OJOG  Vol.5 No.14 , December 2015
Increased Spot Urinary Protein-to-Creatinine Ratio Can Be a Useful Predictor of Preeclampsia
ABSTRACT
Objectives: Preeclampsia is a major cause of maternal and perinatal morbidity and mortality. Early diagnosis of preeclampsia is important to help patients with preeclampsia. However, 24-hour urine collection is the gold standard diagnostic method at present. Recently, the spot urinary protein-to-creatinine ratio (P/C ratio) has been used to detect suspected preeclampsia, because it can be used to estimate the amount of 24-hour urinary protein. The aim of this study is to investigate whether an increase in P/C ratio precedes emergence of hypertension among inpatients with preeclampsia. Method: The P/C ratio in normotensive (systolic blood pressure < 140 mm Hg and diastolic blood pressure < 90 mm Hg) pregnant women was measured during regular prenatal checkups and in inpatients with preeclampsia between April 1, 2013 and March 31, 2014. Results: We included in this study 4074 normotensive pregnant women. The 95th percentile values for the trimester of pregnancy were 0.100, 0.157, and 0.195, respectively. The 95th percentile value for each trimester of pregnancy and gestational age were determined as criterion (Y) and predictive variables (X), respectively. In a simple regression analysis, the regression line was calculated as Y = 0.0035X + 0.0849 (R2 = 0.9913). Twenty-one women were diagnosed with preeclampsia. In 14 patients with preeclampsia, the timing of the increase in P/C ratio to higher than the regression line preceded the emergence of hypertension. Six patients had no data on P/C ratio, and 1 patient had hypertension before the increase in P/C ratio. Conclusions: An increase in P/C ratio to higher than the 95th percentile value can be a useful predictor of preeclampsia.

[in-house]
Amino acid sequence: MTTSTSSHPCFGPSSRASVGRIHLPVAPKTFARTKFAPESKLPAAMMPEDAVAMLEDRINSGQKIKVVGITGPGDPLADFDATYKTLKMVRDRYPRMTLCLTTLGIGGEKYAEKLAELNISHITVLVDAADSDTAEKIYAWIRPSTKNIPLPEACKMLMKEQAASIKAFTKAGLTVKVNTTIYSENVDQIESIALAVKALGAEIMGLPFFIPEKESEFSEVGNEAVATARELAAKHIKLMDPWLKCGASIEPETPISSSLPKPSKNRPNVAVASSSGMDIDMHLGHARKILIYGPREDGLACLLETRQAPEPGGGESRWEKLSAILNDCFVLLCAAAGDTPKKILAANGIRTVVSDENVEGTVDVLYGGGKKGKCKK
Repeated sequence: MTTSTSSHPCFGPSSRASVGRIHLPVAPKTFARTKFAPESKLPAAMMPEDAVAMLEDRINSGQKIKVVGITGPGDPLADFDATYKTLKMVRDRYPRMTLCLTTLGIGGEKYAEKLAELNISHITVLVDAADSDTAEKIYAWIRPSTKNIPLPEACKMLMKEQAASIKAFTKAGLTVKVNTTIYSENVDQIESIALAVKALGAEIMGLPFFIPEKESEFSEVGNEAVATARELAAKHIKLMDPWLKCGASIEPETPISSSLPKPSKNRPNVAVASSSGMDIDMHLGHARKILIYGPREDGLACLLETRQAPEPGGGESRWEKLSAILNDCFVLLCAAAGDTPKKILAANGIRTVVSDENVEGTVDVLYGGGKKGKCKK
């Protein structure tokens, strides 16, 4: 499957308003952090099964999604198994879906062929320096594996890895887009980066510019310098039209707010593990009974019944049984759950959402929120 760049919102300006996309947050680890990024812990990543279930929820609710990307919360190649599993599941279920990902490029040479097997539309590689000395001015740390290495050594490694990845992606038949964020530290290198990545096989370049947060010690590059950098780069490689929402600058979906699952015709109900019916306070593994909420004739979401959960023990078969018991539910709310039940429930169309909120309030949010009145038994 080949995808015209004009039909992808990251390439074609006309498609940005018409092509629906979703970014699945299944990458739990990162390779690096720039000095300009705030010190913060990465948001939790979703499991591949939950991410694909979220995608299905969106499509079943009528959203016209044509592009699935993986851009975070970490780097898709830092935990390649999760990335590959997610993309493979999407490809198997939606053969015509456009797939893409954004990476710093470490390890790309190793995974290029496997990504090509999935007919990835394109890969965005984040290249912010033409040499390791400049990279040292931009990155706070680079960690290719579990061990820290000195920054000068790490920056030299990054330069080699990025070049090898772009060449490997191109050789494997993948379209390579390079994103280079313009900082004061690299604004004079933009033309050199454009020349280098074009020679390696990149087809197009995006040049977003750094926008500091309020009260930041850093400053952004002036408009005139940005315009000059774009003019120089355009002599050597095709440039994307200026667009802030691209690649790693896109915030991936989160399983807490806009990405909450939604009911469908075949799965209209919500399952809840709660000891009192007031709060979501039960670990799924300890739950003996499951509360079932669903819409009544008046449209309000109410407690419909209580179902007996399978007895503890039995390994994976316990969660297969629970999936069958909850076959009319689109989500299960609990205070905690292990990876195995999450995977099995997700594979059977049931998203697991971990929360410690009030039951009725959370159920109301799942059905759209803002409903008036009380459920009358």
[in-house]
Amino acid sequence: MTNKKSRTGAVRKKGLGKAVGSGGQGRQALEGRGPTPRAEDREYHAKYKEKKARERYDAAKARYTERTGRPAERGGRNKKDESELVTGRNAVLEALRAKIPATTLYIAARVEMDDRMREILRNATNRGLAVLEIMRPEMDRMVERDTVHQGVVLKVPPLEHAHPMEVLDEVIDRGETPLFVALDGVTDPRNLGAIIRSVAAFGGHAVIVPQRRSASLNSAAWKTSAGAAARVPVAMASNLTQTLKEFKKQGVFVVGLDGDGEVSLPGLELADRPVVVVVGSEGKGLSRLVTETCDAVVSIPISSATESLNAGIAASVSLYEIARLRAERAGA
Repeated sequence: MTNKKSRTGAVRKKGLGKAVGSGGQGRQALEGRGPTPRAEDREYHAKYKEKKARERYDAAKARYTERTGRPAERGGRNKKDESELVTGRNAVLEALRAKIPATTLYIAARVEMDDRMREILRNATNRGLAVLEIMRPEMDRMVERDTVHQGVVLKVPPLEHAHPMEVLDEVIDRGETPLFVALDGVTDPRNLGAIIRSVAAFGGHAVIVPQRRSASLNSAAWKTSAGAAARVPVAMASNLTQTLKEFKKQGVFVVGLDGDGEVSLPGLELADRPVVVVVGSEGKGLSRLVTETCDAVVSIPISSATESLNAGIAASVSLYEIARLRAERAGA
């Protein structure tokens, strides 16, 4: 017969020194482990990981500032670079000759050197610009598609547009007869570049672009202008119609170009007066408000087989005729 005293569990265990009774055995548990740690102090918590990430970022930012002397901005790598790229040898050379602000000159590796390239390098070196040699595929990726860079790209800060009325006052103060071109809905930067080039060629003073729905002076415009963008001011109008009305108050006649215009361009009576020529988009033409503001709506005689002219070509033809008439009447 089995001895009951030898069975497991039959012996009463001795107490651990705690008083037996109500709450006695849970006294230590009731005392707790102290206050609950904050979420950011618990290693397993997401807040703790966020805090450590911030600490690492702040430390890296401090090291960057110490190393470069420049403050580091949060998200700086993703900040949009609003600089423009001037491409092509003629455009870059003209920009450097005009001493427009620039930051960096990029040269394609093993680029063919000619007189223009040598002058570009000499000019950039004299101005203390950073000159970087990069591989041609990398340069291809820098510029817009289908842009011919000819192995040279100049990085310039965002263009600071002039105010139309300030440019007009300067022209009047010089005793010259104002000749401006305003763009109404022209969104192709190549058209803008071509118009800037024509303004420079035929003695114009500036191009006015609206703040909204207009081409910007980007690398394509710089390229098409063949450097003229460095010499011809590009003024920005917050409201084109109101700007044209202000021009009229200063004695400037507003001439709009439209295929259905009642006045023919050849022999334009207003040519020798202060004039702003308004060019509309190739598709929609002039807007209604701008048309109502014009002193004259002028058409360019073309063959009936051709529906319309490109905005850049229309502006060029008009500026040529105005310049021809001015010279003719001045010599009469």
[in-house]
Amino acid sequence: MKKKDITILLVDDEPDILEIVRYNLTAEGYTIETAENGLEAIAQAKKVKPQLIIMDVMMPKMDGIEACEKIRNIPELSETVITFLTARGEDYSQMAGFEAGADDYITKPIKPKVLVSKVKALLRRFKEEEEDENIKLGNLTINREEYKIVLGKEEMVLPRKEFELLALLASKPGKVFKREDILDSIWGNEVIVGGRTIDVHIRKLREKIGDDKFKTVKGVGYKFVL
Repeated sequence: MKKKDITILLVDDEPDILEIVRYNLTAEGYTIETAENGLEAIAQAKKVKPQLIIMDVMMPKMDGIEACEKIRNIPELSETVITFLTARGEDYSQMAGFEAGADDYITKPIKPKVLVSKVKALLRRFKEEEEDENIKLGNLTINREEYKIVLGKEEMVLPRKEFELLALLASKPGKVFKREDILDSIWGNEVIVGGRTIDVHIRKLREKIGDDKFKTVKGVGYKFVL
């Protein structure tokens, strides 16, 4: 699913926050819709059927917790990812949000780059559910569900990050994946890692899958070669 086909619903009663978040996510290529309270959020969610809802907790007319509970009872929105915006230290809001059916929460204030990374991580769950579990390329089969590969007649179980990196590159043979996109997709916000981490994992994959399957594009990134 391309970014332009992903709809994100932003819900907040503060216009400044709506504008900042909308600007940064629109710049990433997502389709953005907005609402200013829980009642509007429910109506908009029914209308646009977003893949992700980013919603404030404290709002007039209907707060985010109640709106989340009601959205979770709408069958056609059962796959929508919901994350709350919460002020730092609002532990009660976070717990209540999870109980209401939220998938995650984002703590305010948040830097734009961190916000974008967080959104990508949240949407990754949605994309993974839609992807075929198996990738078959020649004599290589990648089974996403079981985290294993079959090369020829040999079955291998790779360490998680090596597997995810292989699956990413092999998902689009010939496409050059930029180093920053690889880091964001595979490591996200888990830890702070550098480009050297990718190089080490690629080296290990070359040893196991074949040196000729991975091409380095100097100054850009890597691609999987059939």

Cite this paper
Nishimura, M. , Nakashima, A. , Kushimoto, T. , Goto, M. , Yoshida, S. , Sato, O. , Shikado, K. and Ogita, K. (2015) Increased Spot Urinary Protein-to-Creatinine Ratio Can Be a Useful Predictor of Preeclampsia. Open Journal of Obstetrics and Gynecology, 5, 808-812. doi: 10.4236/ojog.2015.514114.
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